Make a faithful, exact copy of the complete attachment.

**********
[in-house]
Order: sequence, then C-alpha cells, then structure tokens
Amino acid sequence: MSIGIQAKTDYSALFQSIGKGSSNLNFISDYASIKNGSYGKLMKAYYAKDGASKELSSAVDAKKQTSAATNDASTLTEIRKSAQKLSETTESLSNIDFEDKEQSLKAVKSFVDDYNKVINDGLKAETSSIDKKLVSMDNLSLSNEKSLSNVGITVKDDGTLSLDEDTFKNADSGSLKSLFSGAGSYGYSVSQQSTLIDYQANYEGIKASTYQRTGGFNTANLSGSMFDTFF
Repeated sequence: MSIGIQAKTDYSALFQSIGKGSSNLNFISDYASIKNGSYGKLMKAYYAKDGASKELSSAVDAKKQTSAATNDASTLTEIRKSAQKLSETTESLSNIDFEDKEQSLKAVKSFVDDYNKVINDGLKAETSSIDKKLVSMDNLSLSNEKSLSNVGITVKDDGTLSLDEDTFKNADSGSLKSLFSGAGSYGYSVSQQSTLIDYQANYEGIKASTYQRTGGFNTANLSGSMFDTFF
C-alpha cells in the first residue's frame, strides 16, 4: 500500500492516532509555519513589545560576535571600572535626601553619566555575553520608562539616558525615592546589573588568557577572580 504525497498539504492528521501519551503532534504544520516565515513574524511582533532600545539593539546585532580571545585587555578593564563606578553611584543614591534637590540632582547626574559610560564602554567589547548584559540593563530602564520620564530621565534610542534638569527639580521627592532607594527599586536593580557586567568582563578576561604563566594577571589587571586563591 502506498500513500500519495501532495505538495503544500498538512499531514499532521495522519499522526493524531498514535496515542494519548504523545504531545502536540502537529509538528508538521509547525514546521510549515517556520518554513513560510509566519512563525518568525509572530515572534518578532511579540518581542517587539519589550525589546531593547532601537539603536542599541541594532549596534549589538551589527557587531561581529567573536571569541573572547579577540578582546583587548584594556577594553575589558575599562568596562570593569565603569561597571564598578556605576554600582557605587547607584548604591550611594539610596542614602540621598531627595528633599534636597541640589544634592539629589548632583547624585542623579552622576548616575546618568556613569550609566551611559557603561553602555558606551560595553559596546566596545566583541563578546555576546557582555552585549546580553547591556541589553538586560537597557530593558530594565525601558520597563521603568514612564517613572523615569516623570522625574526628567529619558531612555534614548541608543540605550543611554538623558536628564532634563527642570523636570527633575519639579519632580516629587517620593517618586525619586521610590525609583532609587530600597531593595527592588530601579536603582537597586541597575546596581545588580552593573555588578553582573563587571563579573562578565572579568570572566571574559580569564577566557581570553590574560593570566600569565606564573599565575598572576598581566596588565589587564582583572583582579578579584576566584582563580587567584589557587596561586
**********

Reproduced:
[in-house]
Order: sequence, then C-alpha cells, then structure tokens
Amino acid sequence: MSIGIQAKTDYSALFQSIGKGSSNLNFISDYASIKNGSYGKLMKAYYAKDGASKELSSAVDAKKQTSAATNDASTLTEIRKSAQKLSETTESLSNIDFEDKEQSLKAVKSFVDDYNKVINDGLKAETSSIDKKLVSMDNLSLSNEKSLSNVGITVKDDGTLSLDEDTFKNADSGSLKSLFSGAGSYGYSVSQQSTLIDYQANYEGIKASTYQRTGGFNTANLSGSMFDTFF
Repeated sequence: MSIGIQAKTDYSALFQSIGKGSSNLNFISDYASIKNGSYGKLMKAYYAKDGASKELSSAVDAKKQTSAATNDASTLTEIRKSAQKLSETTESLSNIDFEDKEQSLKAVKSFVDDYNKVINDGLKAETSSIDKKLVSMDNLSLSNEKSLSNVGITVKDDGTLSLDEDTFKNADSGSLKSLFSGAGSYGYSVSQQSTLIDYQANYEGIKASTYQRTGGFNTANLSGSMFDTFF
C-alpha cells in the first residue's frame, strides 16, 4: 500500500492516532509555519513589545560576535571600572535626601553619566555575553520608562539616558525615592546589573588568557577572580 504525497498539504492528521501519551503532534504544520516565515513574524511582533532600545539593539546585532580571545585587555578593564563606578553611584543614591534637590540632582547626574559610560564602554567589547548584559540593563530602564520620564530621565534610542534638569527639580521627592532607594527599586536593580557586567568582563578576561604563566594577571589587571586563591 502506498500513500500519495501532495505538495503544500498538512499531514499532521495522519499522526493524531498514535496515542494519548504523545504531545502536540502537529509538528508538521509547525514546521510549515517556520518554513513560510509566519512563525518568525509572530515572534518578532511579540518581542517587539519589550525589546531593547532601537539603536542599541541594532549596534549589538551589527557587531561581529567573536571569541573572547579577540578582546583587548584594556577594553575589558575599562568596562570593569565603569561597571564598578556605576554600582557605587547607584548604591550611594539610596542614602540621598531627595528633599534636597541640589544634592539629589548632583547624585542623579552622576548616575546618568556613569550609566551611559557603561553602555558606551560595553559596546566596545566583541563578546555576546557582555552585549546580553547591556541589553538586560537597557530593558530594565525601558520597563521603568514612564517613572523615569516623570522625574526628567529619558531612555534614548541608543540605550543611554538623558536628564532634563527642570523636570527633575519639579519632580516629587517620593517618586525619586521610590525609583532609587530600597531593595527592588530601579536603582537597586541597575546596581545588580552593573555588578553582573563587571563579573562578565572579568570572566571574559580569564577566557581570553590574560593570566600569565606564573599565575598572576598581566596588565589587564582583572583582579578579584576566584582563580587567584589557587596561586